They took the lions out of the Alameda to restore them and there was a stir because nobody knew the reasons

It was the granddaughter who warned Diario UNO about the lack of works.

The truth is the two lions patinated in bronze that lead the traditional Mendoza walk, they were removed from their pilasters by the Municipality of Capital to restore them.

Diario UNO consulted with the commune, from where they gave the official response in this regard.

What happened to the Alameda lions

Perhaps because of what happened with the Access CondorCardona’s granddaughter worried when she was informed about the disappearance of Los Leones.

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This plaque commemorating the work of the lions was also removed. Photo: courtesy Cardona family

From the commune led by Ulpiano Suarez, they explained that the sculptures of Los Leones were removed to restore themexcept that was not officially communicated. That is why many of the neighbors were alerted when they did not see them on their pilasters. They did not give details on how the work will be carried out and how long it will take to complete it.

What they did explain is that the lions are protectedin the restoration laboratory that Capital has in the Municipal Museum of Modern Art -MMAMM- and that the work will be carried out there

However, and since the reason for the removal of the lions was not officially communicated, the sculptor’s granddaughter, Rosana Cardona, came to the place where the works were located, worried about their fate.

In fact, she and her family have already asked the Government of Mendoza to value all of Cardona’s worksince the Access Condor and the lions are not the only sculptures that this plastic artist made for the province.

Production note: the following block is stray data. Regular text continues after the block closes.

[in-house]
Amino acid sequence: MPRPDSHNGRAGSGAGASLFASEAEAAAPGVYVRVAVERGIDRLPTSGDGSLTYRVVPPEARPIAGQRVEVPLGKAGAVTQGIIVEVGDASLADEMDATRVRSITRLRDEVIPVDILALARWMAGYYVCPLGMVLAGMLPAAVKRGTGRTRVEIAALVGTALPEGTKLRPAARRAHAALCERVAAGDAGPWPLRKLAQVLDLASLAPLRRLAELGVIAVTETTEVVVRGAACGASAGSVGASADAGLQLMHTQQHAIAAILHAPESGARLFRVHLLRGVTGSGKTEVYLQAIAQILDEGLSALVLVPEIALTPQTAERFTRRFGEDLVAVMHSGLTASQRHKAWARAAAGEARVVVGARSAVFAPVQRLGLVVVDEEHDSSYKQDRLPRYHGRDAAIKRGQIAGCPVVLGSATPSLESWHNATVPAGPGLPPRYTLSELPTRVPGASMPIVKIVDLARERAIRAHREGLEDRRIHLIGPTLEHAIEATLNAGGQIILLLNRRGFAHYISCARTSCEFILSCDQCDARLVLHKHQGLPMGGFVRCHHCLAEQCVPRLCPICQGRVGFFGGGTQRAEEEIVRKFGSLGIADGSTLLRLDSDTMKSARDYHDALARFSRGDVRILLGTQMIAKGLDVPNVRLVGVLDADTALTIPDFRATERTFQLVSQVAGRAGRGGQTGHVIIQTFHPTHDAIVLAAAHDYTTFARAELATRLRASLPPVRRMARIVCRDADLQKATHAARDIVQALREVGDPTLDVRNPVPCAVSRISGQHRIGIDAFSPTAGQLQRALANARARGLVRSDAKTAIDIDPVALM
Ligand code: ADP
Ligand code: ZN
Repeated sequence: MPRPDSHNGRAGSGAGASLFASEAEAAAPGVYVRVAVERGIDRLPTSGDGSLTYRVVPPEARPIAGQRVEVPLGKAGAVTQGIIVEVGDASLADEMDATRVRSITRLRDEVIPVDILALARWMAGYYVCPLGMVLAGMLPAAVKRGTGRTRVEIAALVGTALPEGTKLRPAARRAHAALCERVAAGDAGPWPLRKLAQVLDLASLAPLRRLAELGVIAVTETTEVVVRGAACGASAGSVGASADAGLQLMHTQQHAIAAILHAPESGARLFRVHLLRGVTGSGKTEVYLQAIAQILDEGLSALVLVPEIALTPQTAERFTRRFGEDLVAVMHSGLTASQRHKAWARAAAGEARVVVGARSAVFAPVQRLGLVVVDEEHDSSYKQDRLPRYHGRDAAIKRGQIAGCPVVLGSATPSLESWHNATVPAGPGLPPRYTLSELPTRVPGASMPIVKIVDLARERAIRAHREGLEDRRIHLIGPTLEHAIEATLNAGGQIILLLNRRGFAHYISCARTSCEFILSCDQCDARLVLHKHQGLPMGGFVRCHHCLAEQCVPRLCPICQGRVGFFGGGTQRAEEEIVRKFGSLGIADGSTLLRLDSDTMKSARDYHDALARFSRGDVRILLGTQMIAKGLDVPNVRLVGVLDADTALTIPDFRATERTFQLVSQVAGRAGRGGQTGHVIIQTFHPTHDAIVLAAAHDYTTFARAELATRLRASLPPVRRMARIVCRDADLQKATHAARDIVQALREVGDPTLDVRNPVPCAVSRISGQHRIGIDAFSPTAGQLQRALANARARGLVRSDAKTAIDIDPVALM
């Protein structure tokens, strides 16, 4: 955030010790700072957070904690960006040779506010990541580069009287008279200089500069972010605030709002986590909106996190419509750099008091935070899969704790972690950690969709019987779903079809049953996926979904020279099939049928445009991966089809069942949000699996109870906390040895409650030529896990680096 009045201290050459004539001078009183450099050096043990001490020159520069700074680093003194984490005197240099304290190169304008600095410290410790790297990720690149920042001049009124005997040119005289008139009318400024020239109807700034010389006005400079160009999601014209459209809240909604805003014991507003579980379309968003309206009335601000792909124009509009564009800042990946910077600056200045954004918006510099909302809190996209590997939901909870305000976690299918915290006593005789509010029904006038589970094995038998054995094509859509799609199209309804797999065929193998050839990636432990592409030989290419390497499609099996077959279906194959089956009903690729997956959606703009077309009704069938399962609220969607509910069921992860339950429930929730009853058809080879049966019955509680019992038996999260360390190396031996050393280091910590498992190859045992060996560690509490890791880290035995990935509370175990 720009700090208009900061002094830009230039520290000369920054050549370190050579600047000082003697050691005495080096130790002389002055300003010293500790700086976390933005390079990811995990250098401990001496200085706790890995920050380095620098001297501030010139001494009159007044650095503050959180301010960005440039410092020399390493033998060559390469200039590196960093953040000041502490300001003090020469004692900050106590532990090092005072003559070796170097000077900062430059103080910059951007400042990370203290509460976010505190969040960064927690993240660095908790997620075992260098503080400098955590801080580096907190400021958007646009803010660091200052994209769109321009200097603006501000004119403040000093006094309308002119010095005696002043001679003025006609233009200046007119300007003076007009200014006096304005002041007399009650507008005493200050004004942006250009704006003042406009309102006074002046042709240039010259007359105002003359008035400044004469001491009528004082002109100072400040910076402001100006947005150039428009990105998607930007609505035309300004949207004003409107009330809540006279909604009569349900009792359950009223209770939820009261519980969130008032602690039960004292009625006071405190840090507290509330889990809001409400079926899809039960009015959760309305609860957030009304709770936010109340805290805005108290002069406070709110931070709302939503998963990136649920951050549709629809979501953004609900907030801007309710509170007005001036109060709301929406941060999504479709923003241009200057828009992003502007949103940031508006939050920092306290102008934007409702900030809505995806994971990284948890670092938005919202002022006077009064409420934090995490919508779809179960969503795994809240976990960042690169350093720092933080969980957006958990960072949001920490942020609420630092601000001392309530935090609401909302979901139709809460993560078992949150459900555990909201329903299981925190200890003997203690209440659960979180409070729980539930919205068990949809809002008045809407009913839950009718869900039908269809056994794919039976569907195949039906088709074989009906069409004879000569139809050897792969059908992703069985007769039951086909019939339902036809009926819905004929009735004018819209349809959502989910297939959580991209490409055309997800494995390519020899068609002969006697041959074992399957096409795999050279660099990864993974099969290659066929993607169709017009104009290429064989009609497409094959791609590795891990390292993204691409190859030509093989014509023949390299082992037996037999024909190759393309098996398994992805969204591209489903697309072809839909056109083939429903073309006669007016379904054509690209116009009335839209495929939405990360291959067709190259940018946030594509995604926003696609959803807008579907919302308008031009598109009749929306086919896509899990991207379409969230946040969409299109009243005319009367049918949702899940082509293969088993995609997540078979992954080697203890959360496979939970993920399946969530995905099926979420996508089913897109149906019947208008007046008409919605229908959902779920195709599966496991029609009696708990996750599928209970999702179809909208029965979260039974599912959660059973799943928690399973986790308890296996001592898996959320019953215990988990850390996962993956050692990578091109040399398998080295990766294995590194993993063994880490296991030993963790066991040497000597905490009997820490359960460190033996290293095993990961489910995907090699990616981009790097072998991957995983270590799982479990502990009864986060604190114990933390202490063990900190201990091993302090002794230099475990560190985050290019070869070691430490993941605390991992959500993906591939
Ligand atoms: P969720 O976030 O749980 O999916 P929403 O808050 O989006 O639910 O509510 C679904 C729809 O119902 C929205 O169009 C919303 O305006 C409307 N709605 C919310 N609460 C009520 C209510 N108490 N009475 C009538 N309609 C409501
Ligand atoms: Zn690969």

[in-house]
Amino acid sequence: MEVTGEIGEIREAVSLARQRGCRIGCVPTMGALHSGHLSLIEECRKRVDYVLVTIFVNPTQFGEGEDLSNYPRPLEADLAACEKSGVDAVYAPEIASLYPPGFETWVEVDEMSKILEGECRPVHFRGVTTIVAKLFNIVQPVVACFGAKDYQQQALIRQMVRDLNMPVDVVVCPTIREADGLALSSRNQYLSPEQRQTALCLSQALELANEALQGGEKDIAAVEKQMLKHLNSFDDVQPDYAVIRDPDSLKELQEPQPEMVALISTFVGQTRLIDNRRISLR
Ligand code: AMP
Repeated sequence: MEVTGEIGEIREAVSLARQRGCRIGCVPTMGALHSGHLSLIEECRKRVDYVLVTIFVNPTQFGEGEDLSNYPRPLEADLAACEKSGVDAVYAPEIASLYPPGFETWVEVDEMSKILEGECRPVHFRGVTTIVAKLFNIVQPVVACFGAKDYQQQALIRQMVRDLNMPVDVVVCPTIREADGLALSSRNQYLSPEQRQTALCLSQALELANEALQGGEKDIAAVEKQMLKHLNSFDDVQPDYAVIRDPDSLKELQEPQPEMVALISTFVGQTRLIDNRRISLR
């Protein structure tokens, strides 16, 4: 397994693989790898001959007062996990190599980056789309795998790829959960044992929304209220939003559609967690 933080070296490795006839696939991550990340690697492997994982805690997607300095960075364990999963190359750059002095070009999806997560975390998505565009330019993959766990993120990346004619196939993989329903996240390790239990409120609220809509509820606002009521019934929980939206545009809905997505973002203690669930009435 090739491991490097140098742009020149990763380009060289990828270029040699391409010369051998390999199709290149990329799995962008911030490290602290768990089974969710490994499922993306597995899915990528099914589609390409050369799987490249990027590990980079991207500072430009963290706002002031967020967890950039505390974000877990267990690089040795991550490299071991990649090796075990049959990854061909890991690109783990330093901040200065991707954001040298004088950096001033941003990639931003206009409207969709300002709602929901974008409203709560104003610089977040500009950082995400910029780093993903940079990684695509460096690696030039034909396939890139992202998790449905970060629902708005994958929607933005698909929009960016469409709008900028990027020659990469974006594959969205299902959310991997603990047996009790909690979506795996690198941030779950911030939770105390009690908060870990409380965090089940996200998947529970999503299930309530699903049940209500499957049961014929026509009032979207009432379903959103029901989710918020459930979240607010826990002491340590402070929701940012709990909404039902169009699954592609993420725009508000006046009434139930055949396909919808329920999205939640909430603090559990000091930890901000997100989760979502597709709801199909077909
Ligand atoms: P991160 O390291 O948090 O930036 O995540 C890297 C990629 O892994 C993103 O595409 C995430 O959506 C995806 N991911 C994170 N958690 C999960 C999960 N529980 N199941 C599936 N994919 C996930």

In any case, she was already informed that they have not been stolen, but removed -both the lions and the commemorative plaque of the work- for their reconditioning, she was calmer.

The history of the Alameda Lions

The sculptor’s granddaughter said that the lions date from the early 1920s and they were made by Juan Cardona to decorate the bridge over the Cacique GuaymallĂ©n canal, which joins that department with the City, at the entrance through Garibaldi street.

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Its realization was entrusted to the artist since at that time, he was a river draftsman for the General Department of Irrigation.

“Me grandfather thought of these figures because they are representative of the force and push of the water, that is the meaning of the lions”, explained Rosana Cardona.

When the bridge was remodeled, two of the lions remained for Guaymallén -today they are at the entrance of the municipal building- Y the another two, for Capital.

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The Alameda lions when they were restored for the last time, in 2013. Photo: internet

The Alameda lions when they were restored for the last time, in 2013. Photo: internet

It took a long time for Capital to decide to put them back on display. They were kept in one of the sheds of the municipality and when the first remodeling of the Alameda was carried out -in the 1990s- it was decided to place the lions at the beginning of the walk.

In 2013 they returned to value, but the works of art that are exposed to the elements often suffer from the effects of the weather and the intervention of passers-by. So it was time to condition them again.

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